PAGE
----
Medicare is a health insurance for those 65 years or older in the United States. To be eligible for coverage, the recipient or their spouse must have worked for a minimum of 10 years in Medicare-covered employment. Those under 65 must meet the criteria for disability set forth by Social Security. The patient must also be a U.S. citizen or permanent legal resident.

2.1. Eligibility Criteria

Patients must meet the following conditions in order to be eligible for home health care from Comfort Keepers: – They must be confined to the home. – They must be receiving home health services (does not have to be skilled nursing care). – They must be under the care of a doctor who has an active role in their care and who provides the home care agency with orders for the patient’s care (this is not the same as simply having a primary care physician). – The patient must be receiving services under a plan of care. This means their care is not of a “shift” nature (8 hours or so of care with the patient receiving a discharge when the shift is over) and there should be a foreseeable end to the care. This does not mean that services cannot be resumed at a later date. Comfort Keepers can take care of a patient for as long as necessary, but Medicare coverage is based on a plan of care and a plan of care is by nature finite in duration. It can always be renewed and is expected to be in this case.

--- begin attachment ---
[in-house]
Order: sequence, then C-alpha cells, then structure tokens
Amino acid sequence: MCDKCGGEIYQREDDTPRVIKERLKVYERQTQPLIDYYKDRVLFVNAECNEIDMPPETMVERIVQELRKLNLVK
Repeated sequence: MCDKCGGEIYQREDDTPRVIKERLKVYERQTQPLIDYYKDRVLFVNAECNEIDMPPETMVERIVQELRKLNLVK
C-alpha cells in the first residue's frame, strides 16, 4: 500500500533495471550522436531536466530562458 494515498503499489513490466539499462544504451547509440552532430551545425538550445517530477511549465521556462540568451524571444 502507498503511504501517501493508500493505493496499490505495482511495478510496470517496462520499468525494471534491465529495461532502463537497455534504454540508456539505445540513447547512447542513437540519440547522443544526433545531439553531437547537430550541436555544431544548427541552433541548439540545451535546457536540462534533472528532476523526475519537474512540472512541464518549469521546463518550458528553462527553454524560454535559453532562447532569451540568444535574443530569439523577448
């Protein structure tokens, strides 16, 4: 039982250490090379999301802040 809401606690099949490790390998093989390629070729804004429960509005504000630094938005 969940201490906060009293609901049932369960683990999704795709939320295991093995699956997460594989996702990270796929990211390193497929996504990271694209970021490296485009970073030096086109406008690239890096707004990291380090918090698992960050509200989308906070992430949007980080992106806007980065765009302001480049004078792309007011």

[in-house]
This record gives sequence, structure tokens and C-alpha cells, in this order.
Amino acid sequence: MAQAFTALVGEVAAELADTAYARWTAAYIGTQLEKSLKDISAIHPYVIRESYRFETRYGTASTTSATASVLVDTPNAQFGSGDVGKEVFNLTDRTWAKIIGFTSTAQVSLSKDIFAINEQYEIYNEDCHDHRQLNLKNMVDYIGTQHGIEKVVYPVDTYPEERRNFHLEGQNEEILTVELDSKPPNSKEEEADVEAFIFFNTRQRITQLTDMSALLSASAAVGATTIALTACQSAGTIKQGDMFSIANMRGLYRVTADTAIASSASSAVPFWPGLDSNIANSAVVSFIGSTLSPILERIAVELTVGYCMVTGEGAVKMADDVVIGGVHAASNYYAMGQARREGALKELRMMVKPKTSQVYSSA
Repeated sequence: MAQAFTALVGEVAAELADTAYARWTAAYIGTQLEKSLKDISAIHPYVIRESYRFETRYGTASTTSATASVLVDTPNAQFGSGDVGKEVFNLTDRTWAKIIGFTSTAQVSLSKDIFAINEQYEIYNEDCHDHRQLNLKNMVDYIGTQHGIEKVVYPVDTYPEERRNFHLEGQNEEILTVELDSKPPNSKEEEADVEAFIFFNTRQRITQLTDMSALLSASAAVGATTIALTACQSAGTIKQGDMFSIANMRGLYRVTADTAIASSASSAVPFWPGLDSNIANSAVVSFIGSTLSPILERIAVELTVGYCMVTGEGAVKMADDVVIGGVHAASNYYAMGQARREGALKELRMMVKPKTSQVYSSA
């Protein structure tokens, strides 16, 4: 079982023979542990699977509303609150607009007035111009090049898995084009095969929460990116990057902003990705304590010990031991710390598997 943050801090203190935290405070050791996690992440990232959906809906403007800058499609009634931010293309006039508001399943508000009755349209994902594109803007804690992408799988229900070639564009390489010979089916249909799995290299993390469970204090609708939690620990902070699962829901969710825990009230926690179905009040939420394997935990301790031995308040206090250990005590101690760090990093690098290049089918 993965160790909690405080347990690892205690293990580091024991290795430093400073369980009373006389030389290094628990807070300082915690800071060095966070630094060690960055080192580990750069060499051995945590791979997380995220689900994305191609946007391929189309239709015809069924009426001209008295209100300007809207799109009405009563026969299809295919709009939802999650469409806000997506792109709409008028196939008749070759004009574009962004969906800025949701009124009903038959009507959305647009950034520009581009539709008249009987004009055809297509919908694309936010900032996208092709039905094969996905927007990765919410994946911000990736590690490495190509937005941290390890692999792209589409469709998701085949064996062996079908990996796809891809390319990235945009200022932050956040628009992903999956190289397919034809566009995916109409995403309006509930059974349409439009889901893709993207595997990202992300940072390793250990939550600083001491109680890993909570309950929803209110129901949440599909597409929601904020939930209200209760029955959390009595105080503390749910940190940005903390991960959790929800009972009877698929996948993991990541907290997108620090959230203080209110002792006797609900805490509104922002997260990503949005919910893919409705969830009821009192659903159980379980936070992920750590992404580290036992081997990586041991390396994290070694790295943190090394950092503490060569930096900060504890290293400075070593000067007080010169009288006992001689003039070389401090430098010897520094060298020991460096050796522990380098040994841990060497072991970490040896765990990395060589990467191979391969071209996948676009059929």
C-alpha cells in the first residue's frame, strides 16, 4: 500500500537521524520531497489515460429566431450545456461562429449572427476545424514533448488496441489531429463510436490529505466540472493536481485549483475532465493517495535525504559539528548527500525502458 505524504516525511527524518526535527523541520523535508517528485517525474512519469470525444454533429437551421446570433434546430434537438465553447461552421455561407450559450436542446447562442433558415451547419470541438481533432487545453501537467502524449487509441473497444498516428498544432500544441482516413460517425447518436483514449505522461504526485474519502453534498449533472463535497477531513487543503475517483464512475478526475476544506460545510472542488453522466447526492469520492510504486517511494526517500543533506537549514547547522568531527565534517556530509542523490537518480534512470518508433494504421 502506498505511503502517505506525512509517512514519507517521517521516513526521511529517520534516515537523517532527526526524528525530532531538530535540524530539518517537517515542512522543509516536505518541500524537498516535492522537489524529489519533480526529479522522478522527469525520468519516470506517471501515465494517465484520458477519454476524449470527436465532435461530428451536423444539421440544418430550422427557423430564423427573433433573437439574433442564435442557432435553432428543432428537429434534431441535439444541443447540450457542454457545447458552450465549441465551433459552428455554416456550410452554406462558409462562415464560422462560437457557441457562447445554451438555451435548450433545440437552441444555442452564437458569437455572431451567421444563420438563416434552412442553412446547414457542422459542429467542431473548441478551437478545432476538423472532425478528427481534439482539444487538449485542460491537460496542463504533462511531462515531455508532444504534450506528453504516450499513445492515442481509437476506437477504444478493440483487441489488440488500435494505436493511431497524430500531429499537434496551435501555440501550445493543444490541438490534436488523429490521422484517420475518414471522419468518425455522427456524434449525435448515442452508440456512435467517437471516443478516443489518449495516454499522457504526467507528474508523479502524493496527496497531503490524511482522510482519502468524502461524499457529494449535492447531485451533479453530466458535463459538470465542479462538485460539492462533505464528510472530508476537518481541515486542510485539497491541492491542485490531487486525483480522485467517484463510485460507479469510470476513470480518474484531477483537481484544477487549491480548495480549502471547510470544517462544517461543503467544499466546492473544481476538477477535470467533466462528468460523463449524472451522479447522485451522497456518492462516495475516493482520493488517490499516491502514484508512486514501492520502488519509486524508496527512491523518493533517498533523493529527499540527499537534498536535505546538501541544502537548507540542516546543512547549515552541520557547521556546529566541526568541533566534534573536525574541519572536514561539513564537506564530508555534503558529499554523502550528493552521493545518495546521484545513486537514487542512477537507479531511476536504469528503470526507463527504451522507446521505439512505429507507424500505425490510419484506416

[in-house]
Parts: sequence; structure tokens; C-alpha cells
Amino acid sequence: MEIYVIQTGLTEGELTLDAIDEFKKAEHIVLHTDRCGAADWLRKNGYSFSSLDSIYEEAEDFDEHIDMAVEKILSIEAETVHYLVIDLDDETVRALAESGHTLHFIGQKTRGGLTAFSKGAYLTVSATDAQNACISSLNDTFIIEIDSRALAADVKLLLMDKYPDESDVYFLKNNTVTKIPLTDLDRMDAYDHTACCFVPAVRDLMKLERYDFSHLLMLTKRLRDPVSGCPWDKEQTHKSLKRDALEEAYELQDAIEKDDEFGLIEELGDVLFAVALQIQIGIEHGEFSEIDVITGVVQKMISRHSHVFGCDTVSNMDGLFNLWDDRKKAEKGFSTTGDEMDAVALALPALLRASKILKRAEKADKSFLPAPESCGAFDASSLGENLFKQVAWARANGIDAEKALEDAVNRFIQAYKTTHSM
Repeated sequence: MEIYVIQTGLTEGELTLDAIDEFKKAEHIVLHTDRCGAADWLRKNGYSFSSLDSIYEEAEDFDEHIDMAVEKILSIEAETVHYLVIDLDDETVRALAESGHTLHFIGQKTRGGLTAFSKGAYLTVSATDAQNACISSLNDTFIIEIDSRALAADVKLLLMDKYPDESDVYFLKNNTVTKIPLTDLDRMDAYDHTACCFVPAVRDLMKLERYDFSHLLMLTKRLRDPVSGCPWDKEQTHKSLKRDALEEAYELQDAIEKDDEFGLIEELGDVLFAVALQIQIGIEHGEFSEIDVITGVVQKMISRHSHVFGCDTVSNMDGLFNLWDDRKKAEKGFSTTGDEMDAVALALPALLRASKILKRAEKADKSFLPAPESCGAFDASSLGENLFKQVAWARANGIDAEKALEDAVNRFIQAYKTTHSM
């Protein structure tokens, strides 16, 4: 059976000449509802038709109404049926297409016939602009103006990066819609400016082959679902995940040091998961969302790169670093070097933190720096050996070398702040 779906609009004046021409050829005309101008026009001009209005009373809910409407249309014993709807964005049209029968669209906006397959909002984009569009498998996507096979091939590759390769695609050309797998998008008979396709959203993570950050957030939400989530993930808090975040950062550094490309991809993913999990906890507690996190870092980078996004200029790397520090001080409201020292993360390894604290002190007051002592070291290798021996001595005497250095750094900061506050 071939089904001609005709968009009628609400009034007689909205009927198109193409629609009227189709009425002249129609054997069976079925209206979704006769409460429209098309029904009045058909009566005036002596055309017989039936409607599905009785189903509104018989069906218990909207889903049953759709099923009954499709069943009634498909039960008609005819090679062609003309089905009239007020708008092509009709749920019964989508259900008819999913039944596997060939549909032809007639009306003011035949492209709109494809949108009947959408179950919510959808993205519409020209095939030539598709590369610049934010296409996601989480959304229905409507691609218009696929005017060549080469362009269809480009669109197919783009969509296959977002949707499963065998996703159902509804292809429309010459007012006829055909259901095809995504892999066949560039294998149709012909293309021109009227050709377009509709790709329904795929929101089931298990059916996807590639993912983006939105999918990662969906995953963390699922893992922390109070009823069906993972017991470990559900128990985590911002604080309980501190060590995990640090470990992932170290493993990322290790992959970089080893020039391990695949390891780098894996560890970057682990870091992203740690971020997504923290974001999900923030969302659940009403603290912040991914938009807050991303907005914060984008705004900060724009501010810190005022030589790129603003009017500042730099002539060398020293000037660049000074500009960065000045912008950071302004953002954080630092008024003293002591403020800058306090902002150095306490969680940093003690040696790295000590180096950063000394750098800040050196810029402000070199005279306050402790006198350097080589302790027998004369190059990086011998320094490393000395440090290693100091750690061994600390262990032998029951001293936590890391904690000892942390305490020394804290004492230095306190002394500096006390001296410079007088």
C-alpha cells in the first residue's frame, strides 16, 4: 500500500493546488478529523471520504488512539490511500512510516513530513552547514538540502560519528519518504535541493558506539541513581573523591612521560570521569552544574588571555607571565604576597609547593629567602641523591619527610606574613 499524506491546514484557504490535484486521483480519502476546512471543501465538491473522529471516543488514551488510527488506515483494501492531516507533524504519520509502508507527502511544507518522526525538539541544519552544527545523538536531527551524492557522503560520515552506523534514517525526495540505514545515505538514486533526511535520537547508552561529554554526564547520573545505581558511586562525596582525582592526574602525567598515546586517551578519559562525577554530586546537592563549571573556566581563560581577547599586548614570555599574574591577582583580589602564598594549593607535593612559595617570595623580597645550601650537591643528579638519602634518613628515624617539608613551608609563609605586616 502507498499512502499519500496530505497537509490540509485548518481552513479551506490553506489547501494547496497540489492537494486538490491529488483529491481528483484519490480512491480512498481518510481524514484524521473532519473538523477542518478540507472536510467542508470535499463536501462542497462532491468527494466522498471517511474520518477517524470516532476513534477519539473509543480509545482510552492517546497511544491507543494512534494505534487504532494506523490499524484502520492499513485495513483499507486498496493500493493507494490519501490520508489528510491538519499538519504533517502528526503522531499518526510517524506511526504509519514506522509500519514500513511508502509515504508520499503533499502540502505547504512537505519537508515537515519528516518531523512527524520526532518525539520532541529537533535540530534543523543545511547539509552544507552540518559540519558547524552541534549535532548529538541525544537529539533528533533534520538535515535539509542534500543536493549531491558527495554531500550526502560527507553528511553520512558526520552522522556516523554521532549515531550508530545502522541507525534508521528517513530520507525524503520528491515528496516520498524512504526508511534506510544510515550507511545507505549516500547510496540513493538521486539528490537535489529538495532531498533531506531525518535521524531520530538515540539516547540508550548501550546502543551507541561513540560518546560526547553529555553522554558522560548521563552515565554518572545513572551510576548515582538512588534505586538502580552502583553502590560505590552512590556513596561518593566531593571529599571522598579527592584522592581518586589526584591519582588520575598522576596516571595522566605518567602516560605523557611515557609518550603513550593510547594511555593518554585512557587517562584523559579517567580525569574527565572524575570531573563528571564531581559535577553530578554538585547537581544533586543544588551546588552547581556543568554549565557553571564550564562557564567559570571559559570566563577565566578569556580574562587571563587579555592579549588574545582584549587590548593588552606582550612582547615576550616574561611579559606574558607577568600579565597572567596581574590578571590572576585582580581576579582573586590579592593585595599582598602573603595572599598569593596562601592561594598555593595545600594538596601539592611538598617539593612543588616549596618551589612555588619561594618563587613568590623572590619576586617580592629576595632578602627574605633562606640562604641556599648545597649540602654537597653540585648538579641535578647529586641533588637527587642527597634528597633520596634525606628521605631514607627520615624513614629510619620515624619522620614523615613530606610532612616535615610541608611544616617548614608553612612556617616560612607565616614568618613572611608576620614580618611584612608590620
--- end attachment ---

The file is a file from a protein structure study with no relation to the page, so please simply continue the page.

2.2. Covered Services

In situations where a health event or injury has occurred, Medicare does cover in-home care for a limited time. To be eligible, the patient must: (1) be currently receiving benefits from Part A and/or Part B, (2) be homebound, and (3) be under the care of a doctor with a care plan set in place. With these conditions met, Medicare will cover: (1) skilled nursing care or (2) physical, occupational, and/or speech therapy. It is important to note that Medicare will only cover the types of in-home care that are deemed medically necessary for treatment of the patient’s condition and will not cover the long-term custodial services. [17][18][19][20]

The second step is to understand what Medicare services are covered. Many seniors are disappointed to learn that there aren’t many long-term care services covered by Medicare. A common misperception is that Medicare covers the ongoing in-home custodial services, and this is simply not the case. If some other type of care triggered the need for in-home care, such as an injury covered by Workers’ Compensation or automobile insurance, the in-home care services might be covered by the other benefit programs and specific insurance policies. A Medicare supplement insurance (Medigap) policy can help pay for services that Medicare only partially covers, as well as copayments and deductibles.

2.3. Limitations and Exclusions